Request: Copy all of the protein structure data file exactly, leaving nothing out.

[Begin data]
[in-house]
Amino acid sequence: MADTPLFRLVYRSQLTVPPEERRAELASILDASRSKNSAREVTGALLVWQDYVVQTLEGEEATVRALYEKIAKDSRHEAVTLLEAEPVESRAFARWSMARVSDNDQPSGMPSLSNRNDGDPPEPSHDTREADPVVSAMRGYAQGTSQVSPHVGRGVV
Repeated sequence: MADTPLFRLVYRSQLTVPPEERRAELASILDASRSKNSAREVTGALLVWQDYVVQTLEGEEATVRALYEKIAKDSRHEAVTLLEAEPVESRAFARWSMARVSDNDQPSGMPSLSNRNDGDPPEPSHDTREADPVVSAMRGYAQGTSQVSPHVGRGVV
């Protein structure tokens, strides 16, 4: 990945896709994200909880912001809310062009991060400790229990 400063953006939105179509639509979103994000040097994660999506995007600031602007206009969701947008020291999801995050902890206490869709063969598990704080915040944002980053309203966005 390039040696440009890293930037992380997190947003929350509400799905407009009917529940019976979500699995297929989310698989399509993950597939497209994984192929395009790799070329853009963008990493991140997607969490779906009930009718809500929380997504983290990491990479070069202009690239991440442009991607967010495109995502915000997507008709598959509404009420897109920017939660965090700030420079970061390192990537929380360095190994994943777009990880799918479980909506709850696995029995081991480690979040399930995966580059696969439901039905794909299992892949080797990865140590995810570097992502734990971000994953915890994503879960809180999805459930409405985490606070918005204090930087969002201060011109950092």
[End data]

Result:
[in-house]
Amino acid sequence: MADTPLFRLVYRSQLTVPPEERRAELASILDASRSKNSAREVTGALLVWQDYVVQTLEGEEATVRALYEKIAKDSRHEAVTLLEAEPVESRAFARWSMARVSDNDQPSGMPSLSNRNDGDPPEPSHDTREADPVVSAMRGYAQGTSQVSPHVGRGVV
Repeated sequence: MADTPLFRLVYRSQLTVPPEERRAELASILDASRSKNSAREVTGALLVWQDYVVQTLEGEEATVRALYEKIAKDSRHEAVTLLEAEPVESRAFARWSMARVSDNDQPSGMPSLSNRNDGDPPEPSHDTREADPVVSAMRGYAQGTSQVSPHVGRGVV
């Protein structure tokens, strides 16, 4: 990945896709994200909880912001809310062009991060400790229990 400063953006939105179509639509979103994000040097994660999506995007600031602007206009969701947008020291999801995050902890206490869709063969598990704080915040944002980053309203966005 390039040696440009890293930037992380997190947003929350509400799905407009009917529940019976979500699995297929989310698989399509993950597939497209994984192929395009790799070329853009963008990493991140997607969490779906009930009718809500929380997504983290990491990479070069202009690239991440442009991607967010495109995502915000997507008709598959509404009420897109920017939660965090700030420079970061390192990537929380360095190994994943777009990880799918479980909506709850696995029995081991480690979040399930995966580059696969439901039905794909299992892949080797990865140590995810570097992502734990971000994953915890994503879960809180999805459930409405985490606070918005204090930087969002201060011109950092």